1 And I say this as someone who did Spring Break in Lubbock, TX twice during college, and liked it. My message to Midland-Odessa would be, when you're comparing unfavorably to Lubbock, it's time to ask yourself, am I really trying as hard as I could be to be a pleasant place to live?
But seriously. Hop on Google Maps street view and look around Midland a little bit. I dare you to find something pretty.
2 Two others which are surely in my top ten: "Spark" (Tori Amos), "North Dakota" (Lyle Lovett). After that it starts getting hard to pick any out, but those three are undoubtedly desert island songs for me.
3 How likely am I to get a Schlumbergera that blooms in grayscale, after all?

Sunday, April 26, 2015

Anthurium no. 0357 "Rhea Litré"

Yeah, not only are there two Rheas, there are two Rhea L.s. And both Rheas are pretty nice plants, too, as it happens, though it should be noted that Rhea Litré is less impressive than 0231 "Rhea Listick." If I had known there was a real-life drag queen who performs as "Rhea Litré," I probably would have named 0231 something else, but these things happen.

So but how is the plant, you might be asking. Well, see for yourself:

The bloom isn't anything we haven't seen before, really. Dark red and yellow-green like 0002 "Alexis Mateo," 0290 "RuPaul Charles," 0005 "Chad Michaels," and 0203 "Anna Mae Hemensouz." (Possibly a little more yellow than green in Rhea's case.)

Still, it's fairly nice, compared to most of those: Alexis produces gorgeous leaves but not many blooms, and grows very slowly; RuPaul is still pretty new and may yet surprise us, but the one bloom we've seen so far appeared to have been damaged during development. Until I overwatered a few times, Chad was doing really nicely, and the overwatering didn't actually kill him, but the new growth is coming along very slowly, and I have to be super-careful about watering until he's got a solid root system again. Anna Mae's spathes are pretty small compared to the others, and tend to flip backward pretty severely. So there's still plenty of room for a good dark red / yellow-green, which is why I'm keeping Rhea around.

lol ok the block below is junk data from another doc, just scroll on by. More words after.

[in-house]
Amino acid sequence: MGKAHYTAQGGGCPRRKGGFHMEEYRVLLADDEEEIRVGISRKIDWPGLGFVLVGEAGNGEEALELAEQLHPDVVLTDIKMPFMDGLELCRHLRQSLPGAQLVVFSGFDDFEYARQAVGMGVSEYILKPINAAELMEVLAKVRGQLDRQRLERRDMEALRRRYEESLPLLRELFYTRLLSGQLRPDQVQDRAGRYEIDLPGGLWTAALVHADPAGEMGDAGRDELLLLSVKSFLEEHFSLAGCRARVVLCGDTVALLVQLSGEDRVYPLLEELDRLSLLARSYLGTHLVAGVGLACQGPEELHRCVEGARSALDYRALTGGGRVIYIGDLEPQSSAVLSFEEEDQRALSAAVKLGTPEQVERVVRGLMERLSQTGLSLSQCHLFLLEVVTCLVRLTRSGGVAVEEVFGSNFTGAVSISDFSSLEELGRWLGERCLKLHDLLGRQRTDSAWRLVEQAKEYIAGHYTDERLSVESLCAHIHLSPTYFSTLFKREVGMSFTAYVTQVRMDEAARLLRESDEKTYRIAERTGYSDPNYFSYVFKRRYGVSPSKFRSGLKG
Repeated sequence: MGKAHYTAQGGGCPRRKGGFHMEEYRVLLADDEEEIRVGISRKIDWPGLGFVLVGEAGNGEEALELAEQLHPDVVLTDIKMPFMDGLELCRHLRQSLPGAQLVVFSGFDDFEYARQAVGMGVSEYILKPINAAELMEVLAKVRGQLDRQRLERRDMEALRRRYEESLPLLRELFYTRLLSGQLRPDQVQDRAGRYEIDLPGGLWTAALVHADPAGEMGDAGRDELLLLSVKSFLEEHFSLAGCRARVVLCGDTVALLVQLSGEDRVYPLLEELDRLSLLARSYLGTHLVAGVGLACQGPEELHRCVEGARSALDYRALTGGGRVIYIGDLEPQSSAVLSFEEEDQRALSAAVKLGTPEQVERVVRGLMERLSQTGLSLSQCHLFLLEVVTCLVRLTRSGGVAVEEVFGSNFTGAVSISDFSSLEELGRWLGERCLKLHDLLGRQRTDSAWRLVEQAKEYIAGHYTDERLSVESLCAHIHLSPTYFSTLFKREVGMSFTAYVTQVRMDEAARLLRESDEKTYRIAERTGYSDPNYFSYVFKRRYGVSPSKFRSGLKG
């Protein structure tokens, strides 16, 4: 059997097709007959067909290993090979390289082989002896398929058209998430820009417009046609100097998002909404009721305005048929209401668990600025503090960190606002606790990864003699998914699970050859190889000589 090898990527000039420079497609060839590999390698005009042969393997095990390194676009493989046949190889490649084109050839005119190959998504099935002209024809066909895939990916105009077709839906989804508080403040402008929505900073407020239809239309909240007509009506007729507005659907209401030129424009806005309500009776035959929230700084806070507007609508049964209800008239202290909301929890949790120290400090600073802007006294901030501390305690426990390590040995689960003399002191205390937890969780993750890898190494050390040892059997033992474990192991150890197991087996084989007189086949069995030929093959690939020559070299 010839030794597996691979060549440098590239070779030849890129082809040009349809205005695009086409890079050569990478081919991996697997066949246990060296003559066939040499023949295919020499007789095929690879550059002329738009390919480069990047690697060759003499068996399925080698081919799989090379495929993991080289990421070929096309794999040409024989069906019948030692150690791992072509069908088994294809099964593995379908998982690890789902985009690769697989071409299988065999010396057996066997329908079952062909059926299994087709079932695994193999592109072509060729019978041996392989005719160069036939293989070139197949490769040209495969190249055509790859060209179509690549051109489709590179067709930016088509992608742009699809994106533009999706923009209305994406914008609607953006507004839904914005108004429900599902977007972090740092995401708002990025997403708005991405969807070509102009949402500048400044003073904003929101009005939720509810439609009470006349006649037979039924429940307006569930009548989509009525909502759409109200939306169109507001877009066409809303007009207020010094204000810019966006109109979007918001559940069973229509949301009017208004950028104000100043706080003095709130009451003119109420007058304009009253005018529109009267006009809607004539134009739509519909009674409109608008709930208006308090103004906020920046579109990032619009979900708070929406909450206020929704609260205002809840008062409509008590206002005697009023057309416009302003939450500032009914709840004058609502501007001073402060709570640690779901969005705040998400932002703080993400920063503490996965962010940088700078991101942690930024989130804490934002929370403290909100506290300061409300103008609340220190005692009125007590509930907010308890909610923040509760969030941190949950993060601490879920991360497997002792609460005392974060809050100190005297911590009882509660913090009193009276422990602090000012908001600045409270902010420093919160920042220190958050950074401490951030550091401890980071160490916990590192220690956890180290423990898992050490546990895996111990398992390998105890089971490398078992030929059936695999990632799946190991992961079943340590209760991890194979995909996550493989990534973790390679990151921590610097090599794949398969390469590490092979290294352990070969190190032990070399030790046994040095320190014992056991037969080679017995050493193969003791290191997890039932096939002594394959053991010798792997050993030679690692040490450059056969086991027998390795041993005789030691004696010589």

One thing about all five plants with those bloom colors: they have good foliage. Alexis is the clear winner, with really big leaves, dramatic color, and nifty venation (Not that the photo below shows that necessarily, but trust me: Alexis is superior.), but all five tend to have leaves that are bigger, darker, thicker, and glossier than average. Even more importantly, they tend to be more resistant to thrips damage. (And thank goodness something around here is resistant to thrips damage.) All these characteristics are probably due to the influence of the NOID red, who I suspect of being the pollen parent in all five cases.1

Top: 0002 "Alexis Mateo" and 0005 "Chad Michaels."
Middle: 0203 "Anna Mae Hemensouz."
Bottom: 0290 "RuPaul Charles" and 0357 "Rhea Litré."

Looking forward to seeing a second bloom, because often the second blooms are a better indication of what the plant is really going to do than the first ones are.


1 0002, 0005, 0203, 0357 have 'Gemini' as the seed parent; 0290's was 'White Gemini.'